International Trade and Foreign Investment Junhui Qian 2013 October
Content • Trade Reform • Foreign Direct Investment • The China Circle • Toward An Open Economy
Trade Reform • “Double Air Lock” • State monopoly of foreign trade • Inconvertible RMB • The reform began with an urgent attempt to increase and diversify sources of foreign exchange. • The first step in opening came in 1978 when Hong Kong businesses were allowed to sign “export-processing” (EP) contracts with Chinese firms in the Pearl River Delta. • Four Special Economic Zones (SEZ) were set up in Guangdong and Fujian. • Liberalizing the Foreign-Trade System • Devaluation of RMB • De-monopolize trade • Creation of Tariff and Nontariff Barriers • Import substitution and export promotion
Export Processing • An example: A Hong Kong firm would ship (for example) fabric to a Chinese rural firm and have it sewn into shirts. The Chinese firm would be paid a processing fee, while the fabric and shirts would be owned by the Hong Kong firm at all times, so they did not have to pass through the foreign-trade system air locks. In this way, the export production network already created by Hong Kong could expand into China, but Chinese industrial firms were not exposed to import competition. • EP has been extended to all kinds of manufacturing. • Globally, there is a redistribution of the stage of production.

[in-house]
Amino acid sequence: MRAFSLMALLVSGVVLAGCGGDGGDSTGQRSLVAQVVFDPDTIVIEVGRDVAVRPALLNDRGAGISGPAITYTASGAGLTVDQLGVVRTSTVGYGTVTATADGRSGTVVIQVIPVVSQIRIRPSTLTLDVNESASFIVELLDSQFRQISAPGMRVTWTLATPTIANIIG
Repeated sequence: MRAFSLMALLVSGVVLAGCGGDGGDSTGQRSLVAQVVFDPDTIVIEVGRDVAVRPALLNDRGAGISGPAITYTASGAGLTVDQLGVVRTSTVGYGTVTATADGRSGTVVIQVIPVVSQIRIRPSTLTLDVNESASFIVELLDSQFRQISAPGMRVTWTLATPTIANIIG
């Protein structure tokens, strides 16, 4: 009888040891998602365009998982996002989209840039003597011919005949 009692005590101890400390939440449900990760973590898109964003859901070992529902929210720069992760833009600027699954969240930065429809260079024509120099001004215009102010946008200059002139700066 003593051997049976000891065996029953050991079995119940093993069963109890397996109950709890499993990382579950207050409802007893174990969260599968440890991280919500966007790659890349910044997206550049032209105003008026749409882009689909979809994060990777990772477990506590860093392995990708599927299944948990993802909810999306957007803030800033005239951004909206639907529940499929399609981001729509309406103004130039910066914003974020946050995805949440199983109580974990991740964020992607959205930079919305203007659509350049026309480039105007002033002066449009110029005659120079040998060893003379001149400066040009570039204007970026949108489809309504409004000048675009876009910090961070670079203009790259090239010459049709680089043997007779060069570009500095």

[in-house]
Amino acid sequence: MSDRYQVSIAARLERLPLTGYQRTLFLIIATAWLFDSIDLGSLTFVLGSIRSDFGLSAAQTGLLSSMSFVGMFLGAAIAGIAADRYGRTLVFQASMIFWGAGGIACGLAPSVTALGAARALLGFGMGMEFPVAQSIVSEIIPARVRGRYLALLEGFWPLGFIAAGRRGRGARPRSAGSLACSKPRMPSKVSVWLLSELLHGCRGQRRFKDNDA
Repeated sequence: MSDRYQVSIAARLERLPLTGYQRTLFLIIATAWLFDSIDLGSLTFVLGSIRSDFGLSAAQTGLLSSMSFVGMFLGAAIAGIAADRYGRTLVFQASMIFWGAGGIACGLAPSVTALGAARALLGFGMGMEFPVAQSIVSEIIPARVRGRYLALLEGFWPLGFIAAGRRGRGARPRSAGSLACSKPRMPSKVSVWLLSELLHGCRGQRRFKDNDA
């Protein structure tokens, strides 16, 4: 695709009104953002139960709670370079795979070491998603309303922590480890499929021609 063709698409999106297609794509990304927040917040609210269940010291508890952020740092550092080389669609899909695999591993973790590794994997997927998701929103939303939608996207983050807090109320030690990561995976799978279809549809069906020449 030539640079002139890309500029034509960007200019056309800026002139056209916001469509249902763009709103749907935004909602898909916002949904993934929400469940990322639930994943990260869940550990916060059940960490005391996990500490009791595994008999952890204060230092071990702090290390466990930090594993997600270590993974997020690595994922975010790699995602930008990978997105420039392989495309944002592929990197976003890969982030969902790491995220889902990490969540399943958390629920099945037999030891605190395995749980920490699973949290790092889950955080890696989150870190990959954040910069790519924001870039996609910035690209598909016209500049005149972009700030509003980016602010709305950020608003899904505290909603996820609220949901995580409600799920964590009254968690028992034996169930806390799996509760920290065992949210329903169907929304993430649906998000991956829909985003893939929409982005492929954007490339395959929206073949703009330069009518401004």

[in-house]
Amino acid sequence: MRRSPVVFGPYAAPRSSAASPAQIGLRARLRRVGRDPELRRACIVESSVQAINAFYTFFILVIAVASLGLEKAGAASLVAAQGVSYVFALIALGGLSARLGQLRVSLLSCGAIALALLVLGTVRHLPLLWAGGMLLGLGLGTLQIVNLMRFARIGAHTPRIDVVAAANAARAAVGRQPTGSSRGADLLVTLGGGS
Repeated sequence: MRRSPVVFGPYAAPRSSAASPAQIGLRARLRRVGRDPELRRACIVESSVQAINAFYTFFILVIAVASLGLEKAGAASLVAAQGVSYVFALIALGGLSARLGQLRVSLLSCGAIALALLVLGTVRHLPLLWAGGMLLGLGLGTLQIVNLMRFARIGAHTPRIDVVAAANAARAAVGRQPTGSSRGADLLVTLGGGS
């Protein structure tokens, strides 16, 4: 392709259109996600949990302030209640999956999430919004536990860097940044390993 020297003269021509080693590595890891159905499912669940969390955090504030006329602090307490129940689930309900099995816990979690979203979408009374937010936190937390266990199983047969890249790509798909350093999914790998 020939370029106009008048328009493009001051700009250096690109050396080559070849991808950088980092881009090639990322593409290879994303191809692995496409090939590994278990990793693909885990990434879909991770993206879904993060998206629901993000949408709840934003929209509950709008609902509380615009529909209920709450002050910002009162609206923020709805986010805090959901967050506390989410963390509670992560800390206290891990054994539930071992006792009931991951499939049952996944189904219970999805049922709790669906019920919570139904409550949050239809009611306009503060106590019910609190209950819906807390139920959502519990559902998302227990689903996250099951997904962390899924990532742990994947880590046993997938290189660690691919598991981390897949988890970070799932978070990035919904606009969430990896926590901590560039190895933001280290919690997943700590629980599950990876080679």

One Question for Discussion • Can we say that China has become a technological power, observing that the share of electronic, telecom, and electrical machinery has surged to 150 billion USD (34.2% of total export)?
Characteristics of Chinese FDI • Foreign direct investment has been the predominant form in which China has accessed global capital (as opposed to portfolio capital or bank loans). • An unusually large proportion of Chinese FDI inflows are in manufacturing industry, as opposed to services or resource extraction. • FDI inflows have predominantly come from other East Asian conomies, especially Hong Kong and Taiwan.
Toward An Open Economy • China formally applied to rejoin the GATT (General Agreement on Trade and Tariffs, the forerunner of WTO) in 1986. • On Dec 11 of 2001, China finally joined WTO (which was created during the Uruguay Round negotiations in 1996). • China implemented substantial reforms before formal accession into WTO. There reforms were on reformists’ agenda anyway. WTO membership was a powerful excuse for pushing through reforms that reduced dualism in the economy. • China was committed to open its trade system and lower its tariffs. • The average nominal tariff was reduced in stages from 43% in 1992 to 17% in 1999, the year when the breakthrough in WTO negotiations finally came. In the actual agreement, China agreed to lower average industrial tariffs to 9.4% by 2005, and this rate was actually achieved in 2004. The agreement lowered average agricultural tariffs to 15%, which was also easily achieved.
Reading Assignment • Chapter 16 and 17 of the textbook • Lall, Sanjaya, and M. Albaladejo (2004). “China’s Competitive Performance: A Threat to East Asian Manufactured Exports?” World Development, 32(9): 1441–66.